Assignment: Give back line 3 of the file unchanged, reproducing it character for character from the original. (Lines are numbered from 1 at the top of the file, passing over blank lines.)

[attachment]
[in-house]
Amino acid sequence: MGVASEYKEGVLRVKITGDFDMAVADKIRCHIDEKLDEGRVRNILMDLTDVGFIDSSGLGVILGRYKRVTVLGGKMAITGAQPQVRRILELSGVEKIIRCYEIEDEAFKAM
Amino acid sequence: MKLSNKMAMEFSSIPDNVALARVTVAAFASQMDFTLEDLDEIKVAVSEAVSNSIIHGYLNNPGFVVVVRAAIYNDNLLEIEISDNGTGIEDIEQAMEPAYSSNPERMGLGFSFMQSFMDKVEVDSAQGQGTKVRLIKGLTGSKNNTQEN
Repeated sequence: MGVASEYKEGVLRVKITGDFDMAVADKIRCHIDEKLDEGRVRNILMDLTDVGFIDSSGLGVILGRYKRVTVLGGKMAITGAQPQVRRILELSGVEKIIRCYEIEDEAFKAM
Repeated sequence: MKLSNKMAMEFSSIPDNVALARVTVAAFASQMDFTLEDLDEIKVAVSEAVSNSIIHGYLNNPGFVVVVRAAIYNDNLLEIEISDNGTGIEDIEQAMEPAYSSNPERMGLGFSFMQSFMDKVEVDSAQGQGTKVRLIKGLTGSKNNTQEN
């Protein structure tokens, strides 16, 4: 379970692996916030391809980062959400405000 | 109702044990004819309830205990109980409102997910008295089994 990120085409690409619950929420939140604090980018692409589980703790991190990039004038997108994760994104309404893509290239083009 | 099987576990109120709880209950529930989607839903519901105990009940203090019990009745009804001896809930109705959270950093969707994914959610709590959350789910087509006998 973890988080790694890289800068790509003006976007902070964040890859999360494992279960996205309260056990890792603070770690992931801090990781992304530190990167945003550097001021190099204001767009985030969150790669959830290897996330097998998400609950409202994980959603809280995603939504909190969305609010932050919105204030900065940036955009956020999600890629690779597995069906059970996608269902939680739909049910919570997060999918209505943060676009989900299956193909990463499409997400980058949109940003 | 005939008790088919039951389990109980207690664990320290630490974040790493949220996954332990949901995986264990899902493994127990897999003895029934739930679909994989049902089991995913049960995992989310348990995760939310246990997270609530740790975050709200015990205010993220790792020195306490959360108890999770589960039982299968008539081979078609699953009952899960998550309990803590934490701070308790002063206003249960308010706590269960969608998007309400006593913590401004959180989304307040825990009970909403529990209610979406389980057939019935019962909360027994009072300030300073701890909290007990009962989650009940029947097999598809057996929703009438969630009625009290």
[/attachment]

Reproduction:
Amino acid sequence: MKLSNKMAMEFSSIPDNVALARVTVAAFASQMDFTLEDLDEIKVAVSEAVSNSIIHGYLNNPGFVVVVRAAIYNDNLLEIEISDNGTGIEDIEQAMEPAYSSNPERMGLGFSFMQSFMDKVEVDSAQGQGTKVRLIKGLTGSKNNTQEN